Anchored in the Ground of Being
There’s no such thing as ego.
The Sound of Silence?
The voyage of discovery is not seeking new landscapes but in having new eyes.
Anchored in the Ground of Being
There’s no such thing as ego.
Too many thoughts?
We don't see things as they are. We see things as we are.
Waking Up in Time
All tools and engines on earth are only extensions of mans limbs and senses.
Ralph Waldo Emerson
Homo sapienscapacity for speech and conceptual thinking may have enabled us to learn from each others experience, to study the Universe, to plan our futures and to become aware of our own existence, but these developments alone do not account for the many changes in our lifestyle that so distinguish us from all other animals. There is another feature of the human being that is essential to our prolific creativity -- the human thumb.
Chimpanzees, gorillas and several other creatures have thumbs, but only the human thumb can rotate completely about its base, and is fully opposable, meaning that it can touch, and be in put direct opposition to, each finger. This unique feature allows us to grasp objects of varying shapes and sizes, manipulate them, and perform delicate operations. It transforms the human hand into one of the most elegant and versatile biological organs ever evolved.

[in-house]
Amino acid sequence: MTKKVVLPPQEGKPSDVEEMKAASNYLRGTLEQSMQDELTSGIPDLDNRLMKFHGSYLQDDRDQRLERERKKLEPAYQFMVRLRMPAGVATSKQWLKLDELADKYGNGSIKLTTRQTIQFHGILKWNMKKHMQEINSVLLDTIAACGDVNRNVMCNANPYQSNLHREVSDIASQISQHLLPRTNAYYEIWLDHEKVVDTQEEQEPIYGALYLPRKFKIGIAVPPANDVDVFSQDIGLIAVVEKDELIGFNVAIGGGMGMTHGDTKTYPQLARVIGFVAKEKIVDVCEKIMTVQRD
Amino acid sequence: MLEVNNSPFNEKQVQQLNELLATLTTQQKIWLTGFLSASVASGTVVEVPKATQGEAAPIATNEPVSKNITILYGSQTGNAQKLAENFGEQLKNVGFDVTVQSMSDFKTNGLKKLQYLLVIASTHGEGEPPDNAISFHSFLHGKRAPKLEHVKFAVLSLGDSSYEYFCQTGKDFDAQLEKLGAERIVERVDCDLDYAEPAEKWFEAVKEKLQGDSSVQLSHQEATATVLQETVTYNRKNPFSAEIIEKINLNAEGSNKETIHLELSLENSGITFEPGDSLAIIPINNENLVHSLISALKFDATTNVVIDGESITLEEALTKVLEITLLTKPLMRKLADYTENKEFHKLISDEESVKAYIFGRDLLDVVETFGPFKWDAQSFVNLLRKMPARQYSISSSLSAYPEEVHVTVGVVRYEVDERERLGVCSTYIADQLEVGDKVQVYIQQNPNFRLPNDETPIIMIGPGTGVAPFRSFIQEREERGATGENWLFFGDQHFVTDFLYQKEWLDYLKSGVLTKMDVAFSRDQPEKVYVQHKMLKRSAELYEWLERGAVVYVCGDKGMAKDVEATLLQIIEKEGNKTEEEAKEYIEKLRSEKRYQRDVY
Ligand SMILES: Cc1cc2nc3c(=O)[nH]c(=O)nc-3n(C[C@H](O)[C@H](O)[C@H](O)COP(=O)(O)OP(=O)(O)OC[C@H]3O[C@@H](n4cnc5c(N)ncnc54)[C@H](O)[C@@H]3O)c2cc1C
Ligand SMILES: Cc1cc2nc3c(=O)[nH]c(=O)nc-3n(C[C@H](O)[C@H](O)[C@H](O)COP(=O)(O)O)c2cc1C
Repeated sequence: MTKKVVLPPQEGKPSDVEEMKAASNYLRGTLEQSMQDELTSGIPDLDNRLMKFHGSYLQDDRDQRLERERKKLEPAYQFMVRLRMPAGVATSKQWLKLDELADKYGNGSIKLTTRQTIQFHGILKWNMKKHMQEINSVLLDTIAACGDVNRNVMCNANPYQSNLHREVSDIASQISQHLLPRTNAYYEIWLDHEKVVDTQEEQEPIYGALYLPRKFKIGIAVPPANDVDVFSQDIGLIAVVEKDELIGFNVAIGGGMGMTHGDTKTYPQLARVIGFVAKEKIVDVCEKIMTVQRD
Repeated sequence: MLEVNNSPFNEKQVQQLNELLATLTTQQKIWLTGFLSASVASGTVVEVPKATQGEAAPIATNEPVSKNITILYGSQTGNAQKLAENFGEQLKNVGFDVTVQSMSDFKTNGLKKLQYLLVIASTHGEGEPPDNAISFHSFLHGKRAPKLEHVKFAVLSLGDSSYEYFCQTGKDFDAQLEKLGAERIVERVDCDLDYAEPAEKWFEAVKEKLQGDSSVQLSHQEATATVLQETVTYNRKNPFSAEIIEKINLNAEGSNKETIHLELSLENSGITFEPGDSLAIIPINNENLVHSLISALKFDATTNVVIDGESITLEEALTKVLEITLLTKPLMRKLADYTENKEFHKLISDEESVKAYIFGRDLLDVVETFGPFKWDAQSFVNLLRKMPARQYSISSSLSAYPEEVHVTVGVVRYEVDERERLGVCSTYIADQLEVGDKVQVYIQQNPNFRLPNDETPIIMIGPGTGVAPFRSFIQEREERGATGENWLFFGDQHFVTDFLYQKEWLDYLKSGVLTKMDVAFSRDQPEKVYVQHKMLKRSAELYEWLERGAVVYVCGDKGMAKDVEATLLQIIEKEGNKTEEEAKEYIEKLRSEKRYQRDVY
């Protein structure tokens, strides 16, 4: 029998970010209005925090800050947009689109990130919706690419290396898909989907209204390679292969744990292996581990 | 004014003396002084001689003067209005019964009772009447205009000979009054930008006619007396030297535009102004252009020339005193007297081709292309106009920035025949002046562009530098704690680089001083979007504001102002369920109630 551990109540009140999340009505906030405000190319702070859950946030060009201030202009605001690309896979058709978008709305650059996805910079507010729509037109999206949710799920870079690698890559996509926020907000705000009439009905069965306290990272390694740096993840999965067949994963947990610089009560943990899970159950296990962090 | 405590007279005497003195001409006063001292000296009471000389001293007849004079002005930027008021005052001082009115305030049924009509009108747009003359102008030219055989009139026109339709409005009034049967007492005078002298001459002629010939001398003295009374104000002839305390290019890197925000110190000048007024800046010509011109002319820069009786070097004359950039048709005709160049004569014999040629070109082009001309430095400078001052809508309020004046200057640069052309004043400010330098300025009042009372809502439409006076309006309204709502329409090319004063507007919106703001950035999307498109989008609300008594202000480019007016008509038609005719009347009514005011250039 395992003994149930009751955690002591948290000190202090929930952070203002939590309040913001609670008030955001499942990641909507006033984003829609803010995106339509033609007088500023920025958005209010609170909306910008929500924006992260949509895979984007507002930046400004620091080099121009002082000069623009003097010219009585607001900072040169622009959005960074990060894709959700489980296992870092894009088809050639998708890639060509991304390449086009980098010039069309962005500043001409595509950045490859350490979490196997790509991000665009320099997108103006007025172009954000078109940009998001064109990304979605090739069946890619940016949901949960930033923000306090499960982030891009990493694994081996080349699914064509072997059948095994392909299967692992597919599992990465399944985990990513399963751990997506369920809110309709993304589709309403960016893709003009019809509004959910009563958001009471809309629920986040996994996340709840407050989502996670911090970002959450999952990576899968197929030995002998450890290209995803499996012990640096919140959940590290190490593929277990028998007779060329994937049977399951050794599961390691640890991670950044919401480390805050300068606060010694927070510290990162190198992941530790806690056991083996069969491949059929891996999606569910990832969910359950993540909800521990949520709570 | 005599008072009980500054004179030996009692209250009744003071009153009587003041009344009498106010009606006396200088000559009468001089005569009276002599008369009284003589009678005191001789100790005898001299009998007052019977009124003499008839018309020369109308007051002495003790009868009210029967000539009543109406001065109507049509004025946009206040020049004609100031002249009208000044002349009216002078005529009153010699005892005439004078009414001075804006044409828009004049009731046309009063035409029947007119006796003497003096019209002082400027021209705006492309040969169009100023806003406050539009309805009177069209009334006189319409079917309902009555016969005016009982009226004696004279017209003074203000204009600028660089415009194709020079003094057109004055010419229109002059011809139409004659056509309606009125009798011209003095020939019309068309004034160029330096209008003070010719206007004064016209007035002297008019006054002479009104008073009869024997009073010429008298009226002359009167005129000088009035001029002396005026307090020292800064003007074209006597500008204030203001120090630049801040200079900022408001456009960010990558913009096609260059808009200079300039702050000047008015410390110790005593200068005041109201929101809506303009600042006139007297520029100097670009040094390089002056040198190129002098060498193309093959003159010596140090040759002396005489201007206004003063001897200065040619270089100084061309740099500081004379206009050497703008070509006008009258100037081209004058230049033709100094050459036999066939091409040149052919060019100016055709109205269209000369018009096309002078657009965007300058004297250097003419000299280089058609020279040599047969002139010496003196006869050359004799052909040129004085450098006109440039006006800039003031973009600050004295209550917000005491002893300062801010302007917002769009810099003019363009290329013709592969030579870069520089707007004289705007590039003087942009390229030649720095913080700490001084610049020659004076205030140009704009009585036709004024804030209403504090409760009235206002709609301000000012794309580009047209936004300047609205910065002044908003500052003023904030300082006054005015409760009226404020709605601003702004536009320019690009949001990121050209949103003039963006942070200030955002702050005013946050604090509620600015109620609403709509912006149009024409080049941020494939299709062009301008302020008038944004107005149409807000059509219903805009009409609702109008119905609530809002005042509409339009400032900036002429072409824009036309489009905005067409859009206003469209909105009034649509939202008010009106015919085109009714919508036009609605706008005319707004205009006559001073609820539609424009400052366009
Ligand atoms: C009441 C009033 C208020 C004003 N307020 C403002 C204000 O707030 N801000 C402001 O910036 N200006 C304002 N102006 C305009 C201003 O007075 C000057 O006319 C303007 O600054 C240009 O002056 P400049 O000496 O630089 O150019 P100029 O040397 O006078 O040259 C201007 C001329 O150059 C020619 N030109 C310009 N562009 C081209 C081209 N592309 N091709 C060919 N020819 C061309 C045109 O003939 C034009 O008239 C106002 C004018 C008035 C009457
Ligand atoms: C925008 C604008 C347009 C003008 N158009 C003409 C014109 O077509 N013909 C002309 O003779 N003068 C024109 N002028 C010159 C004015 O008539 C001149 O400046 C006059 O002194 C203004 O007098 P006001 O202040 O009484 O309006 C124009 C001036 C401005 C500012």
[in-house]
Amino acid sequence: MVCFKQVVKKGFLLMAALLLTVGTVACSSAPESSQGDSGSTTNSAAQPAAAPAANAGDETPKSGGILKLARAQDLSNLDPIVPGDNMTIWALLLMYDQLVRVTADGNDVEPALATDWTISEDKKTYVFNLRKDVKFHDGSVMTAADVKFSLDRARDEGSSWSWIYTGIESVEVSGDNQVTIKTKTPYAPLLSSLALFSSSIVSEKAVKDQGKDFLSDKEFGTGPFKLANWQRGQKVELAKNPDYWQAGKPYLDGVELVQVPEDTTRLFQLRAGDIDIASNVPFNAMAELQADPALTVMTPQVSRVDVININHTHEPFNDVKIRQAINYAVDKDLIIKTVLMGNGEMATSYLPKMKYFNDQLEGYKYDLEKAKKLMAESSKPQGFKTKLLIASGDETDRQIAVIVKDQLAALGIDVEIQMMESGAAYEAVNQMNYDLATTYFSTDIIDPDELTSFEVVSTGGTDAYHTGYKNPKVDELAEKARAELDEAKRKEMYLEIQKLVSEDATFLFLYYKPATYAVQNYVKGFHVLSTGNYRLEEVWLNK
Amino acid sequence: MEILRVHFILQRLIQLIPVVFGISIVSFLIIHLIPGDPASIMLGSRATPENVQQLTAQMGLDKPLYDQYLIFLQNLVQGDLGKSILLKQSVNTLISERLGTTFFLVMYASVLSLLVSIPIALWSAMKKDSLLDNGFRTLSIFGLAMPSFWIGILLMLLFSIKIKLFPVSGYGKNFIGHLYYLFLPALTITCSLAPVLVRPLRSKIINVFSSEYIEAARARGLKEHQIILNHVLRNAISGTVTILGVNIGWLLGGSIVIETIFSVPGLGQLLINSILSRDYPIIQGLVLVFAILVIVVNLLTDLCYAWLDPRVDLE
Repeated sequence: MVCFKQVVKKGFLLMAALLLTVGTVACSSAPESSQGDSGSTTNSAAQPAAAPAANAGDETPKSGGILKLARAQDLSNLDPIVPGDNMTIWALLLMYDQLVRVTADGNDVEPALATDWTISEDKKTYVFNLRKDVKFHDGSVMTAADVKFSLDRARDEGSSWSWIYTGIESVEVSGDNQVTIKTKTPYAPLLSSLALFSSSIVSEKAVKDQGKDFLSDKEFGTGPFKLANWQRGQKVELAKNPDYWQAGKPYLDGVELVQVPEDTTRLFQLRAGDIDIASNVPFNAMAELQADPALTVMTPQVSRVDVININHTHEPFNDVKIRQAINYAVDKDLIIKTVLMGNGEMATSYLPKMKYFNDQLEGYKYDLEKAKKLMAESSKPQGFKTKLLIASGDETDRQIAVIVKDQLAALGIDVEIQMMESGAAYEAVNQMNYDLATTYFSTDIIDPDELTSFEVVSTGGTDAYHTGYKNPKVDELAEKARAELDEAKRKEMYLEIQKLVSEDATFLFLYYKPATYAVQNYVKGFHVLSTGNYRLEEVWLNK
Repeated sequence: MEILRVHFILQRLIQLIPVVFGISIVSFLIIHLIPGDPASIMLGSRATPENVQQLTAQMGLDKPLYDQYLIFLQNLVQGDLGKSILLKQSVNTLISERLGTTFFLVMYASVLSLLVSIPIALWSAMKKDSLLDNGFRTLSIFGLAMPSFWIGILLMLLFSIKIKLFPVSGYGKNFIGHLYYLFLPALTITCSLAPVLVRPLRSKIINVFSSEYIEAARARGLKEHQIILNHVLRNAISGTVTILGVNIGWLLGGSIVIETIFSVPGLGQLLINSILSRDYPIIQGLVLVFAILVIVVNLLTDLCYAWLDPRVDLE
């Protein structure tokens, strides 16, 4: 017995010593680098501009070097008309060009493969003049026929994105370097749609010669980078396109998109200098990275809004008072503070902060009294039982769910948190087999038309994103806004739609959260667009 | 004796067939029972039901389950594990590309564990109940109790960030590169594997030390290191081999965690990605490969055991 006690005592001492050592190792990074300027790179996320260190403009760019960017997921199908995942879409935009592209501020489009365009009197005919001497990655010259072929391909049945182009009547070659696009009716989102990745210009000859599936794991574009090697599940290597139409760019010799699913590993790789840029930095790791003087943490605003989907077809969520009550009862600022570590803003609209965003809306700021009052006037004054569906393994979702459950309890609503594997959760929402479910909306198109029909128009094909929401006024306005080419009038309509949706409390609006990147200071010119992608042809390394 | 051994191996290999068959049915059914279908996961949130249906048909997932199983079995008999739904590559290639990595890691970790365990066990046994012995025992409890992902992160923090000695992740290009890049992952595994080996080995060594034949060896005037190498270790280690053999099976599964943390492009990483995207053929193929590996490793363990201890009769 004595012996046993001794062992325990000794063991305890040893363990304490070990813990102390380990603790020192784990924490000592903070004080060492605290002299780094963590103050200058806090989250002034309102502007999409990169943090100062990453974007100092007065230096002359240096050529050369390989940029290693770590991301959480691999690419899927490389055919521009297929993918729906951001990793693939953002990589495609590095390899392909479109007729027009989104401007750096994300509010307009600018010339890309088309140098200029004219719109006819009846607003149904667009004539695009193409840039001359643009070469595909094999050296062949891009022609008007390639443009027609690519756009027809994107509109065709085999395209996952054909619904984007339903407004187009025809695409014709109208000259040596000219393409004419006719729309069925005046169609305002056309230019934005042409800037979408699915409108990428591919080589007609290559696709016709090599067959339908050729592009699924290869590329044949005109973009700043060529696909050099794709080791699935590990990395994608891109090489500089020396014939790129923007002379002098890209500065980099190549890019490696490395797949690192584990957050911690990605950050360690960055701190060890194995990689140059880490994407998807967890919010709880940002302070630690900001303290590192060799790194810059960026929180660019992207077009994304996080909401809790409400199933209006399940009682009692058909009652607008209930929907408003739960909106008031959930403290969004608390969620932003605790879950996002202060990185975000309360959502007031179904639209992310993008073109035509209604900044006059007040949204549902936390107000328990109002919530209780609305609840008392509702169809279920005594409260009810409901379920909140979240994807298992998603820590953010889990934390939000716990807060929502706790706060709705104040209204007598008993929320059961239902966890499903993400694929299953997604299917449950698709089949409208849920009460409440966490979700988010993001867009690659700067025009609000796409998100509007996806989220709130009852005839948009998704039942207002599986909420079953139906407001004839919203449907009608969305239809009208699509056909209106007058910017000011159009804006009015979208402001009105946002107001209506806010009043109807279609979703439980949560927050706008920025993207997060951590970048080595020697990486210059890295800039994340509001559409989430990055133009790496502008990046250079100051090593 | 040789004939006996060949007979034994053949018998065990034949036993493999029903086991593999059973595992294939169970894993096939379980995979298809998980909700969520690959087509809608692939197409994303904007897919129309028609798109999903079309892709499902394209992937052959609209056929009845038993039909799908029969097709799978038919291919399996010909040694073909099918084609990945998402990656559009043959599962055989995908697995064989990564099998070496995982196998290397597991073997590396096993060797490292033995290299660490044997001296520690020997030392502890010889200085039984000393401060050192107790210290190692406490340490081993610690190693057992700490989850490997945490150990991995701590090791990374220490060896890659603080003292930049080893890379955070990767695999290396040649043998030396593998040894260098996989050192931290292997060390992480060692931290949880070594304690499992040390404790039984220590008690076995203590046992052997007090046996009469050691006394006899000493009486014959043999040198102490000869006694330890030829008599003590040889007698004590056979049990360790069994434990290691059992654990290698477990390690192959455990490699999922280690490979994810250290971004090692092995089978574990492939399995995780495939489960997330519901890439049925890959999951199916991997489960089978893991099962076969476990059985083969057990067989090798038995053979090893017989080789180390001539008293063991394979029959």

Combine this beautiful evolutionary development with an ability to reason and make choices, and you have a creature that can mold the clay of Mother Earth into a variety of tools.
Tools themselves are not new to Nature -- apes, for example, will use stones as hammers, and so will some birds. Human beings, however, endowed both with remarkable hands and with flourishing minds, became the most proficient and prolific tool-users on the planet. We moved from pots and hammers to boats, plows, wheels, mills, drills, engines, planes, computers, and robots.
Through our hands, our ideas could manifest and take shape. We could invent new forms, and change the world in ways that no other creature could. This newfound power to influence our own future, constituted the second important platform on which human cultural evolution was built. From it came all manner of inventions, and an explosion of novelty unprecedented in the history of life on Earth -- and all in the blink of an evolutionary eye.